Mary and I recently had a delightful excursion in Charleston, SC, our first visit to that charming city. Because we were there with our two grandsons (ages 3 and 5), we decided it would be wise to do some things off the beaten tourist path. One of the venues we found greatly appealing to young children was the North Charleston Fire Museum, a repository of fire trucks from almost every decade of the 20th century.

A bonus of our visit was seeing a fire truck from Harrisonburg, VA—specifically an American LaFrance “Metropolitan” steam fire engine that dates from 1912. The information plaque accompanying the engine informs us that it weighs a “whopping” 6,800 pounds and was capable of pumping 600 gallons-per-minute.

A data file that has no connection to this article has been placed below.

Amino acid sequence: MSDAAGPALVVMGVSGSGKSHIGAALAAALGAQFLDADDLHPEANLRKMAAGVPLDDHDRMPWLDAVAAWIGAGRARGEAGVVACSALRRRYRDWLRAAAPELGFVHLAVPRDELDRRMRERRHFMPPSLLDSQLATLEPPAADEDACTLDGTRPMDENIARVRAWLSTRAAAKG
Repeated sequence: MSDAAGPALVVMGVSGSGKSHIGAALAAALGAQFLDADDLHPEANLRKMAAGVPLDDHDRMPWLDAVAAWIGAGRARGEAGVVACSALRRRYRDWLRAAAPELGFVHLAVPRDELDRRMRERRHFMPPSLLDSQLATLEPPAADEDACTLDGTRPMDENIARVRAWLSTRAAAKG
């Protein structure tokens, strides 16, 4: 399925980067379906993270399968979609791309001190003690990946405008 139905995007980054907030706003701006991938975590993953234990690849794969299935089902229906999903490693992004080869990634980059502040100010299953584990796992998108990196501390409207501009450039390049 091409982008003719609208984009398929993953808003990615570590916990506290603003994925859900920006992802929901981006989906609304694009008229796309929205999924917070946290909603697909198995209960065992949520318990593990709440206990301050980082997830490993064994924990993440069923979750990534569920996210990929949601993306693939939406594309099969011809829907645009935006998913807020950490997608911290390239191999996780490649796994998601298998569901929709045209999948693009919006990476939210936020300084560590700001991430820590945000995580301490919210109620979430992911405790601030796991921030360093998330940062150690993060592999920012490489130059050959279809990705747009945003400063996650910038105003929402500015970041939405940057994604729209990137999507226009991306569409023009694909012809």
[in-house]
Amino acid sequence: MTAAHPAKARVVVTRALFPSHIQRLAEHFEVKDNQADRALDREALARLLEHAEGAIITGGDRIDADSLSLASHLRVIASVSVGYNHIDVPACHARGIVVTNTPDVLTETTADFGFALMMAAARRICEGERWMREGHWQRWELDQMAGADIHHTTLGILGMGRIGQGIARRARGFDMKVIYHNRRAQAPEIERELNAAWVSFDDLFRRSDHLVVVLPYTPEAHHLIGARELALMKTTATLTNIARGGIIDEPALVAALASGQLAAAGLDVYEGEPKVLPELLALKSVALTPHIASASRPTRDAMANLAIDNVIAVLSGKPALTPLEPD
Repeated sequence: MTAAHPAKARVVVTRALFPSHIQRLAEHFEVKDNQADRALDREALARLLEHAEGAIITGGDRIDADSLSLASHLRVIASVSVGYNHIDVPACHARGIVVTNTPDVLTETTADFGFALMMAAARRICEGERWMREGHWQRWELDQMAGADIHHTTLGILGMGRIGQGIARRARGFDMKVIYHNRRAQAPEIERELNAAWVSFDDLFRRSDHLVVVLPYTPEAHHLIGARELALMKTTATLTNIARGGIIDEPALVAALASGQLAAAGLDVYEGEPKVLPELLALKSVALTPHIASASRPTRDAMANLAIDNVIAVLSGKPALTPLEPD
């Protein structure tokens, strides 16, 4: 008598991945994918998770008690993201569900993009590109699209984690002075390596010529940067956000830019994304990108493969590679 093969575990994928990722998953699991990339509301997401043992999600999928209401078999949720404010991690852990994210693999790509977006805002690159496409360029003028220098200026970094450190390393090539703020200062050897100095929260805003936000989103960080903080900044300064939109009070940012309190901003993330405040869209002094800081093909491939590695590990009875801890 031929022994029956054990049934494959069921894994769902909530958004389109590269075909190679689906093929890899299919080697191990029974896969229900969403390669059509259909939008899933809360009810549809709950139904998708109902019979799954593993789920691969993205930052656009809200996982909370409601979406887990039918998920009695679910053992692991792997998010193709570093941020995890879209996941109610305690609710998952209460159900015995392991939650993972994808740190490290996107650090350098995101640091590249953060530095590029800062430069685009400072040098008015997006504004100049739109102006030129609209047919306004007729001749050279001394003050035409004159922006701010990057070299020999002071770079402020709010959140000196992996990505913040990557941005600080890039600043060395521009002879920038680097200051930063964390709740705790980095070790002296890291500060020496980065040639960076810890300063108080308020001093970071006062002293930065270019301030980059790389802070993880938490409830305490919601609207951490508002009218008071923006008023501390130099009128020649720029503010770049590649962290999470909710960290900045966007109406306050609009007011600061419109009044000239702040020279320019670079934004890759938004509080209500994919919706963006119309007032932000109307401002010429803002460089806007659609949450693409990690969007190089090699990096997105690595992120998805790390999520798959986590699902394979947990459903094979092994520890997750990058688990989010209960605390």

The two photographs here are of the engine itself and of Fire Hose Company #4, the forerunner of the fire station on Port Republic Road that sends its emergency vehicles to Sunnyside (without steam engine, alas). The building behind the proud fire fighters no longer exists but was on the corner of W. Elizabeth and N. Liberty Streets—now part of a parking lot for the Public Safety Building, which (appropriately) houses the Harrisonburg Fire Department Museum.